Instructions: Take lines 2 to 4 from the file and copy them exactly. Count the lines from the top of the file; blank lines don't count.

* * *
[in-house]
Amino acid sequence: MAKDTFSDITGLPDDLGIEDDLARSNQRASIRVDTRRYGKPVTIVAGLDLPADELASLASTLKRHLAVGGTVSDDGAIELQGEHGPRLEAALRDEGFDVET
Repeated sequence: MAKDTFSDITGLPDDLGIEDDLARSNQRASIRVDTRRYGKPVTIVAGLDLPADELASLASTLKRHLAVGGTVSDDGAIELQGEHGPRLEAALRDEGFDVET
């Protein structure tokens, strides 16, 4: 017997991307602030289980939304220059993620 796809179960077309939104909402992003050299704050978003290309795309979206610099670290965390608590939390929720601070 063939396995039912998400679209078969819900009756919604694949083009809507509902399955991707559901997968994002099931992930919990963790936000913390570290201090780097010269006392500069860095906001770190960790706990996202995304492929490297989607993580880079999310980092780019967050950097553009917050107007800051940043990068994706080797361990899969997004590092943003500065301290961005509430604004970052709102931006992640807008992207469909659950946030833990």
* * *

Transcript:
Amino acid sequence: MAKDTFSDITGLPDDLGIEDDLARSNQRASIRVDTRRYGKPVTIVAGLDLPADELASLASTLKRHLAVGGTVSDDGAIELQGEHGPRLEAALRDEGFDVET
Repeated sequence: MAKDTFSDITGLPDDLGIEDDLARSNQRASIRVDTRRYGKPVTIVAGLDLPADELASLASTLKRHLAVGGTVSDDGAIELQGEHGPRLEAALRDEGFDVET
């Protein structure tokens, strides 16, 4: 017997991307602030289980939304220059993620 796809179960077309939104909402992003050299704050978003290309795309979206610099670290965390608590939390929720601070 063939396995039912998400679209078969819900009756919604694949083009809507509902399955991707559901997968994002099931992930919990963790936000913390570290201090780097010269006392500069860095906001770190960790706990996202995304492929490297989607993580880079999310980092780019967050950097553009917050107007800051940043990068994706080797361990899969997004590092943003500065301290961005509430604004970052709102931006992640807008992207469909659950946030833990």